Understanding Concrete And Abstract Nouns

In grammar, we use nouns to refer to all of the friendly people, amazing places, and fascinating things around us. We use nouns to refer to the simple things in life like candy and the more complicated stuff like democracy. There are countless nouns in the English language, and we use them to refer to everything from bugs to galaxies.

If you’re already a noun expert (and guess what, if you can read this, you really already are!), you probably know that the words friend and friendship are both nouns. However, each of these words is an example of two distinct types of nouns that we use: concrete nouns and abstract nouns.

Concrete noun vs. abstract noun

A concrete noun is “a noun denoting something material and nonabstract.” By contrast, an abstract noun is “a noun denoting something immaterial and abstract.” So, what does this mean?

Let’s start with concrete nouns. One common way of understanding concrete nouns is that they refer to any person, place, or thing that you can experience with your five senses. If you can see, smell, hear, taste, or touch something, that object is referred to by a concrete noun. Words like photograph, cologne, music, food, and snake are all concrete nouns. All of the living and nonliving physical objects in the universe are referred to by concrete nouns.

Abstract nouns are used to refer to everything else. Intangible things that exist as ideas or concepts are referred to by abstract nouns. Words like sadness, agility, philosophy, and ambitions are all abstract nouns.

Let’s look closer at these two types of nouns to see if we can understand their differences.

Concrete nouns

Of the two, concrete nouns are more common and are, generally, easier to understand. If you can use any of your five senses to interact with something, that something will be referred to by a concrete noun. Although you cannot see air, you can still feel it and so the word air is a concrete noun. Even extremely small things like bacteria and atoms use concrete nouns.

There is one other thing to keep in mind about concrete nouns that isn’t obvious. Fictional or imaginary people, places, and things are also often referred to by concrete nouns. For example, the words Godzilla, Narnia, and fairy are all concrete nouns. Obviously, none of these things actually exist—sorry, Godzilla fans! However, as the logic goes (you know how grammarians love their logic), they would all have a physical form if they did exist, and so we refer to these things using concrete nouns.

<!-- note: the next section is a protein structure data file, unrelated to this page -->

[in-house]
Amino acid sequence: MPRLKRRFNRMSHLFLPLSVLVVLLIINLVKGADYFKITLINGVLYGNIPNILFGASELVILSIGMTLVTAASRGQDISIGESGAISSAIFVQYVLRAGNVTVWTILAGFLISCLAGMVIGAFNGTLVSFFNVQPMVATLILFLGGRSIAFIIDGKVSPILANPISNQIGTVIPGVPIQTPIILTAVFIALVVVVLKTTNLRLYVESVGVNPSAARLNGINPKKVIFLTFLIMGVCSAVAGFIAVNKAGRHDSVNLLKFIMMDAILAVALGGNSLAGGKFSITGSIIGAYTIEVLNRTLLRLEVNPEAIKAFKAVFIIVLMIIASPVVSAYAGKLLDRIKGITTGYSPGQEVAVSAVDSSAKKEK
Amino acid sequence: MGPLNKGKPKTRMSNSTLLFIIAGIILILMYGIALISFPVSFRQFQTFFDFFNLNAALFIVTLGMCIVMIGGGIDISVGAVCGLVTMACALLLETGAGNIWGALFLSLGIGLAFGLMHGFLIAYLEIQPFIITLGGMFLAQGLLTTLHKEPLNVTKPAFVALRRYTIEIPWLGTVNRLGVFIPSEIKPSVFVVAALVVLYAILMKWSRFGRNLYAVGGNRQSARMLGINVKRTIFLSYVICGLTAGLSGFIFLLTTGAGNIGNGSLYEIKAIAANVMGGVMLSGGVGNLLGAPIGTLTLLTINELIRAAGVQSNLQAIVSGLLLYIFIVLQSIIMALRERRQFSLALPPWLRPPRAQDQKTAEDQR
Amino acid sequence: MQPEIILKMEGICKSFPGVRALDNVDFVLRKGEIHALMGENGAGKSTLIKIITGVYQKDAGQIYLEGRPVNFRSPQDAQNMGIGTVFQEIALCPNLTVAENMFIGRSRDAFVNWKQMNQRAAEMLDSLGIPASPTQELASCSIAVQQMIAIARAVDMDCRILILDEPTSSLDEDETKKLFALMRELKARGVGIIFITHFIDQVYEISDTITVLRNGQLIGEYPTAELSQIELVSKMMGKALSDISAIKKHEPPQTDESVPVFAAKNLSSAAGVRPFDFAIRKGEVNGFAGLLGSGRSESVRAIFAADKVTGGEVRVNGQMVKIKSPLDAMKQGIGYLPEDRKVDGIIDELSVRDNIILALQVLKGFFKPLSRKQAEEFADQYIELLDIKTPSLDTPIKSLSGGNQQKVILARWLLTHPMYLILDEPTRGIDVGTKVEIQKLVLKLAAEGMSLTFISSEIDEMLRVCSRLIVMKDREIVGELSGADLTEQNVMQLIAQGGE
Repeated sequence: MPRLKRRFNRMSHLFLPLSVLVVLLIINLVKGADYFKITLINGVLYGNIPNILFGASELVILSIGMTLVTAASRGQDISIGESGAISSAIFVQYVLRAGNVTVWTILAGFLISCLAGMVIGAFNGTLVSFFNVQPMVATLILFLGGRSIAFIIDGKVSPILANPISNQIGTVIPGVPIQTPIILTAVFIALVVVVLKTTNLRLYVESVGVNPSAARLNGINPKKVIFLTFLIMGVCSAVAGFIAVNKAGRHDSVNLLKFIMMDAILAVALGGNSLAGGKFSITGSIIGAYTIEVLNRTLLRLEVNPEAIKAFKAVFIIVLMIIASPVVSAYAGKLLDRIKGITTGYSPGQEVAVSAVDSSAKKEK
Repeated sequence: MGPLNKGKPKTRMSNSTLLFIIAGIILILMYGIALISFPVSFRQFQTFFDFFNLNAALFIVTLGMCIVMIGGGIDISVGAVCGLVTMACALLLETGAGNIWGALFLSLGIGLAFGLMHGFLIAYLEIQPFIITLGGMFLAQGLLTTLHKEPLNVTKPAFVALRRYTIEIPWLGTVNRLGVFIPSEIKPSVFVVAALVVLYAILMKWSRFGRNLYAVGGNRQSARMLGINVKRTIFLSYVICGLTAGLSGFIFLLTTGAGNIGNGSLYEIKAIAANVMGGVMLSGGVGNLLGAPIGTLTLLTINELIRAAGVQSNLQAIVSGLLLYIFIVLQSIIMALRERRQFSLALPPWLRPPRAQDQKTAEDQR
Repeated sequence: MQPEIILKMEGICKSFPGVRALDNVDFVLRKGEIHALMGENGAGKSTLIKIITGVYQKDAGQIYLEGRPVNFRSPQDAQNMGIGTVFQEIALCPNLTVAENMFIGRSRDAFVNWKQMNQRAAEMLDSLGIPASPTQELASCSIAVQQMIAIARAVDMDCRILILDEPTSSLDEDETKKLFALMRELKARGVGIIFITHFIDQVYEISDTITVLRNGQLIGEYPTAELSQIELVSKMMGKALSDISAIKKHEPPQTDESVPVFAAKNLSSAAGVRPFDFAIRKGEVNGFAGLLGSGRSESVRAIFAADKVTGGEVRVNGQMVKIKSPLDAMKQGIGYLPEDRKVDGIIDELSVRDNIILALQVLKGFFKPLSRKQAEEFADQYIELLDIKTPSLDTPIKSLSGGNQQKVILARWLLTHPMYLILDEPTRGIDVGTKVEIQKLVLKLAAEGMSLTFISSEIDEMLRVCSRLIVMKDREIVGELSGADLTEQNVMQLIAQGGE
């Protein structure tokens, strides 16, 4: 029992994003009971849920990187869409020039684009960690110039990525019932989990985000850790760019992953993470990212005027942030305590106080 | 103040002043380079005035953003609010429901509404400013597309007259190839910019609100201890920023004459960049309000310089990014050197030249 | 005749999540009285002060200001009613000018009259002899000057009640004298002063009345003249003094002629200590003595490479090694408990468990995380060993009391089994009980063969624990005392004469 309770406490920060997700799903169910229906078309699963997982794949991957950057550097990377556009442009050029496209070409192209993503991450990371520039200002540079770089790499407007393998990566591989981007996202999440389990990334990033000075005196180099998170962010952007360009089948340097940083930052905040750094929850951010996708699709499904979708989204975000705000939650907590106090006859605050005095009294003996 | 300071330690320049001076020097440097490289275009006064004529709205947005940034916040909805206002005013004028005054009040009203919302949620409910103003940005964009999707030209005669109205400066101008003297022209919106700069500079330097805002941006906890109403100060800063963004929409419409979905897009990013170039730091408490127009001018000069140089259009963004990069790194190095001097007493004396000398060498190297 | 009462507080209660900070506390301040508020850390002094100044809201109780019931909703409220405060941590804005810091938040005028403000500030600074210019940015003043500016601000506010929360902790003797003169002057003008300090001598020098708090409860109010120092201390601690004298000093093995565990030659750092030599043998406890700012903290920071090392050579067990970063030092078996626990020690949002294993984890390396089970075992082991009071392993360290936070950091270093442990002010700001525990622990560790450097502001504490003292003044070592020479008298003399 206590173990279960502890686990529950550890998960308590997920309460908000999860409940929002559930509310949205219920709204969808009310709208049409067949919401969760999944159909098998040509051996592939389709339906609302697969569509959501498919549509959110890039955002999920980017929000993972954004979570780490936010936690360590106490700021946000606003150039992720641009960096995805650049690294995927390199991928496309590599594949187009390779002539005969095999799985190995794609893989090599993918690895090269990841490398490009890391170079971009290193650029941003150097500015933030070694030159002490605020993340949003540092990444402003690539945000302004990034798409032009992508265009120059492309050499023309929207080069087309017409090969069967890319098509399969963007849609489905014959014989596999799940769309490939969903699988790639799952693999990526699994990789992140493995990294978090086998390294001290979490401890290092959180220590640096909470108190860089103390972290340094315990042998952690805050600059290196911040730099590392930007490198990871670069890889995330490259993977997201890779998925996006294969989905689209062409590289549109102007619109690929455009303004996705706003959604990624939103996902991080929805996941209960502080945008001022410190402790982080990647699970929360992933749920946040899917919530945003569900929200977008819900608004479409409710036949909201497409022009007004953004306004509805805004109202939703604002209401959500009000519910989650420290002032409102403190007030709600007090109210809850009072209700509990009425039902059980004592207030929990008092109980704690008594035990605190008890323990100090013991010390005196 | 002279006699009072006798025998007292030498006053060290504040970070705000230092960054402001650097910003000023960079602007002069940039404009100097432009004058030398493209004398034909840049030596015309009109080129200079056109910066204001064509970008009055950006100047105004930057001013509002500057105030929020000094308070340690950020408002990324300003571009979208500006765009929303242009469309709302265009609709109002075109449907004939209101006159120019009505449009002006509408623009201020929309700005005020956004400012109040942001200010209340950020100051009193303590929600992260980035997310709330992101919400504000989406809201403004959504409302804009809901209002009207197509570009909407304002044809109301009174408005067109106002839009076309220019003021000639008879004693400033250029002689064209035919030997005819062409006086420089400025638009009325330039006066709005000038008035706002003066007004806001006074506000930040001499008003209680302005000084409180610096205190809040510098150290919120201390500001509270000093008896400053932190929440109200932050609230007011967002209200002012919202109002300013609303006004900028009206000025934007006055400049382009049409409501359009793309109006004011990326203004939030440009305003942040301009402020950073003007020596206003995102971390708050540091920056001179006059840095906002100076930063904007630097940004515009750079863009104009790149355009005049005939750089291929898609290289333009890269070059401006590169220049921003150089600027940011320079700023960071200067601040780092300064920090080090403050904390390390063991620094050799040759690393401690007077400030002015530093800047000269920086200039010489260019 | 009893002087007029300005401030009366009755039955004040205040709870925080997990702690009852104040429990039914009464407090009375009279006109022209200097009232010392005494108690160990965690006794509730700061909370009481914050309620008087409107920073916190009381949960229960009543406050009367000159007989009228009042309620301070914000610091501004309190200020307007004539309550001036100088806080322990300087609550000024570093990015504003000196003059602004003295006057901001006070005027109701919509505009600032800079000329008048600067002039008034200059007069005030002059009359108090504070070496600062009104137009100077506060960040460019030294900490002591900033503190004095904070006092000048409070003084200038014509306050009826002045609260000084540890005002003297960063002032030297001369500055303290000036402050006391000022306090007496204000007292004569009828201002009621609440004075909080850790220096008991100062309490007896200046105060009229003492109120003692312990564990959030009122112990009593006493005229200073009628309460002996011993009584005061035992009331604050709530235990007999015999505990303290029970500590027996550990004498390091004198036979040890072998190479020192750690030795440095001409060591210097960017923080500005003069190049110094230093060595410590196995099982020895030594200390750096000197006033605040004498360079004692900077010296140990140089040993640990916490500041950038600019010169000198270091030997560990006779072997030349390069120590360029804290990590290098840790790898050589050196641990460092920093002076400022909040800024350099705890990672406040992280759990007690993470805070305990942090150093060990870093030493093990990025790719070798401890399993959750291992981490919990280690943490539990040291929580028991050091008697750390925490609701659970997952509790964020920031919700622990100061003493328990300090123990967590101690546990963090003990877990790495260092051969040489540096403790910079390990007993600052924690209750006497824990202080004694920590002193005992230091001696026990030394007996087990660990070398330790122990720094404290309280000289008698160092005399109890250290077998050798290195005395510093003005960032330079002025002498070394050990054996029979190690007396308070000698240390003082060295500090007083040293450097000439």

If you’re looking for more detail on the subject, you can learn more about concrete nouns in our in-depth analysis of them here.

Examples of concrete nouns

Concrete nouns are numerous and extremely common. Many of the other types of nouns are also concrete nouns. This means that concrete nouns may also be singular nouns or plural nouns. They may be common nouns or proper nouns. They may be collective nouns, countable nouns, or uncountable nouns. You can see how diverse concrete nouns are by checking out these examples:

 

  • People: man, women, people, friends, enemy, baker, actress, Jackie Chan, Michelle Obama, Batman, Joan of Arc, Santa Claus
  • Places: city, neighborhoods, beach, countries, Madrid, Peru, Asia, Saturn
  • Things: chair, books, grass, trees, food, water, fire, oxygen, electron, virus, brain, elbows, furniture, iPhone, Pop-Tarts, Bank of America, Fortnite, TikTok, dictionary, thesaurus

Abstract nouns

Abstract nouns are a bit trickier to understand. As we’ve said, nouns can refer to people, places, and things. When we say “things,” we don’t only mean physical objects but also intangible things like emotions, ideas, concepts, and beliefs. We use abstract nouns to refer to things that don’t have a physical form but exist as ideas or concepts. For example, we use abstract nouns to refer to emotions. Although we often say that we “feel” sadness or anger, we can’t actually touch these things with our hands. You can’t see, hear, smell, taste, or touch sadness. You can see or hear a person that is feeling sad but sadness itself doesn’t exist as an actual object that we can eat or buy from a store.